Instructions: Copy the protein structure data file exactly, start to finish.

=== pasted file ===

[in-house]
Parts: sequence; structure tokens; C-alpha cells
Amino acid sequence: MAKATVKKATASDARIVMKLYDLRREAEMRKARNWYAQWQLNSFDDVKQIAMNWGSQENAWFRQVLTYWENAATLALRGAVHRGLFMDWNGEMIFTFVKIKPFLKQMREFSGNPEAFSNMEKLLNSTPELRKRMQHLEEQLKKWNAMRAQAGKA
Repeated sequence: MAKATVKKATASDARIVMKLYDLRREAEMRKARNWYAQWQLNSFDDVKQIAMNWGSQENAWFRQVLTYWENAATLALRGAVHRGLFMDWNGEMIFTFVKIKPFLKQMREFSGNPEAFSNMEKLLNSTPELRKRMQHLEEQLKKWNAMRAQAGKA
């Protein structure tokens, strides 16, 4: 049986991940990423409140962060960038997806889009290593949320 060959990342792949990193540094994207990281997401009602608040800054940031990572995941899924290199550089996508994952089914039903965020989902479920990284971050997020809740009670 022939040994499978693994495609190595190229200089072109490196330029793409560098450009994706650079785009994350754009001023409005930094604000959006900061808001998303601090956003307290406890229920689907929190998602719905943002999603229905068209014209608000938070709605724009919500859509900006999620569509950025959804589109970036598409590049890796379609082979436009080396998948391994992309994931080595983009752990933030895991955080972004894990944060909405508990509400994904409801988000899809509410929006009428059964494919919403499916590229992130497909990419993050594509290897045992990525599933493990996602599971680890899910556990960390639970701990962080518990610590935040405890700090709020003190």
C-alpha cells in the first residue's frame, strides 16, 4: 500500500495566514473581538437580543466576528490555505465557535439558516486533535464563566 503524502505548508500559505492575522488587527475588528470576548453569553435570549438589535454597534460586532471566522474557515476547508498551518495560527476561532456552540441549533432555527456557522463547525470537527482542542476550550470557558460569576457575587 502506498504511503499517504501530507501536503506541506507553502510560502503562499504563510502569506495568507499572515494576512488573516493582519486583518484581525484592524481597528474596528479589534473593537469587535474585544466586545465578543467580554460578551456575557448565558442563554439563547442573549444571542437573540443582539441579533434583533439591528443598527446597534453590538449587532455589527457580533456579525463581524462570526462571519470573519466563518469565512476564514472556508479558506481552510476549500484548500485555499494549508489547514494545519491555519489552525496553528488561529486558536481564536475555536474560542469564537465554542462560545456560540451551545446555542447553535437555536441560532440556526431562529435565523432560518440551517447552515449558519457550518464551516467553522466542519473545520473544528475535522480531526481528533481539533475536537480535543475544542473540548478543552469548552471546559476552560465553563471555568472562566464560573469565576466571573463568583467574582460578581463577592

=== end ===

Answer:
[in-house]
Parts: sequence; structure tokens; C-alpha cells
Amino acid sequence: MAKATVKKATASDARIVMKLYDLRREAEMRKARNWYAQWQLNSFDDVKQIAMNWGSQENAWFRQVLTYWENAATLALRGAVHRGLFMDWNGEMIFTFVKIKPFLKQMREFSGNPEAFSNMEKLLNSTPELRKRMQHLEEQLKKWNAMRAQAGKA
Repeated sequence: MAKATVKKATASDARIVMKLYDLRREAEMRKARNWYAQWQLNSFDDVKQIAMNWGSQENAWFRQVLTYWENAATLALRGAVHRGLFMDWNGEMIFTFVKIKPFLKQMREFSGNPEAFSNMEKLLNSTPELRKRMQHLEEQLKKWNAMRAQAGKA
């Protein structure tokens, strides 16, 4: 049986991940990423409140962060960038997806889009290593949320 060959990342792949990193540094994207990281997401009602608040800054940031990572995941899924290199550089996508994952089914039903965020989902479920990284971050997020809740009670 022939040994499978693994495609190595190229200089072109490196330029793409560098450009994706650079785009994350754009001023409005930094604000959006900061808001998303601090956003307290406890229920689907929190998602719905943002999603229905068209014209608000938070709605724009919500859509900006999620569509950025959804589109970036598409590049890796379609082979436009080396998948391994992309994931080595983009752990933030895991955080972004894990944060909405508990509400994904409801988000899809509410929006009428059964494919919403499916590229992130497909990419993050594509290897045992990525599933493990996602599971680890899910556990960390639970701990962080518990610590935040405890700090709020003190």
C-alpha cells in the first residue's frame, strides 16, 4: 500500500495566514473581538437580543466576528490555505465557535439558516486533535464563566 503524502505548508500559505492575522488587527475588528470576548453569553435570549438589535454597534460586532471566522474557515476547508498551518495560527476561532456552540441549533432555527456557522463547525470537527482542542476550550470557558460569576457575587 502506498504511503499517504501530507501536503506541506507553502510560502503562499504563510502569506495568507499572515494576512488573516493582519486583518484581525484592524481597528474596528479589534473593537469587535474585544466586545465578543467580554460578551456575557448565558442563554439563547442573549444571542437573540443582539441579533434583533439591528443598527446597534453590538449587532455589527457580533456579525463581524462570526462571519470573519466563518469565512476564514472556508479558506481552510476549500484548500485555499494549508489547514494545519491555519489552525496553528488561529486558536481564536475555536474560542469564537465554542462560545456560540451551545446555542447553535437555536441560532440556526431562529435565523432560518440551517447552515449558519457550518464551516467553522466542519473545520473544528475535522480531526481528533481539533475536537480535543475544542473540548478543552469548552471546559476552560465553563471555568472562566464560573469565576466571573463568583467574582460578581463577592